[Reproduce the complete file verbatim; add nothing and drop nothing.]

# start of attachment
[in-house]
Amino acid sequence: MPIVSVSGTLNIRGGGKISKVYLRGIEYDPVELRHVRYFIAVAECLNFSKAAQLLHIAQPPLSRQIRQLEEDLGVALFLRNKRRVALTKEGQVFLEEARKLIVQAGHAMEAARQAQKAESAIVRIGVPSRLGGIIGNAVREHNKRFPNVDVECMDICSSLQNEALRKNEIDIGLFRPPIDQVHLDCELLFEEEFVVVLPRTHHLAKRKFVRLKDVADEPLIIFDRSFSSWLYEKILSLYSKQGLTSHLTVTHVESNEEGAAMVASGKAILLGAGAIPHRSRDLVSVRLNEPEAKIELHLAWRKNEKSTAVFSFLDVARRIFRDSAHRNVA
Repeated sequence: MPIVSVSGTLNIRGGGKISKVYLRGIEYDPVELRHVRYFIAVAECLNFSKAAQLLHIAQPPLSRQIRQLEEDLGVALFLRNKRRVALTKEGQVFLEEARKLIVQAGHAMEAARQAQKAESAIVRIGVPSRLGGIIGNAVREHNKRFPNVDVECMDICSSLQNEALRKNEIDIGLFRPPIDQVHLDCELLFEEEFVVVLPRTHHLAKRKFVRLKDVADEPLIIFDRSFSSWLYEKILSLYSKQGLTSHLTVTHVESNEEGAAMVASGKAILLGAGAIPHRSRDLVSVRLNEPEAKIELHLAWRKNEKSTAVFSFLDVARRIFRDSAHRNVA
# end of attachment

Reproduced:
[in-house]
Amino acid sequence: MPIVSVSGTLNIRGGGKISKVYLRGIEYDPVELRHVRYFIAVAECLNFSKAAQLLHIAQPPLSRQIRQLEEDLGVALFLRNKRRVALTKEGQVFLEEARKLIVQAGHAMEAARQAQKAESAIVRIGVPSRLGGIIGNAVREHNKRFPNVDVECMDICSSLQNEALRKNEIDIGLFRPPIDQVHLDCELLFEEEFVVVLPRTHHLAKRKFVRLKDVADEPLIIFDRSFSSWLYEKILSLYSKQGLTSHLTVTHVESNEEGAAMVASGKAILLGAGAIPHRSRDLVSVRLNEPEAKIELHLAWRKNEKSTAVFSFLDVARRIFRDSAHRNVA
Repeated sequence: MPIVSVSGTLNIRGGGKISKVYLRGIEYDPVELRHVRYFIAVAECLNFSKAAQLLHIAQPPLSRQIRQLEEDLGVALFLRNKRRVALTKEGQVFLEEARKLIVQAGHAMEAARQAQKAESAIVRIGVPSRLGGIIGNAVREHNKRFPNVDVECMDICSSLQNEALRKNEIDIGLFRPPIDQVHLDCELLFEEEFVVVLPRTHHLAKRKFVRLKDVADEPLIIFDRSFSSWLYEKILSLYSKQGLTSHLTVTHVESNEEGAAMVASGKAILLGAGAIPHRSRDLVSVRLNEPEAKIELHLAWRKNEKSTAVFSFLDVARRIFRDSAHRNVA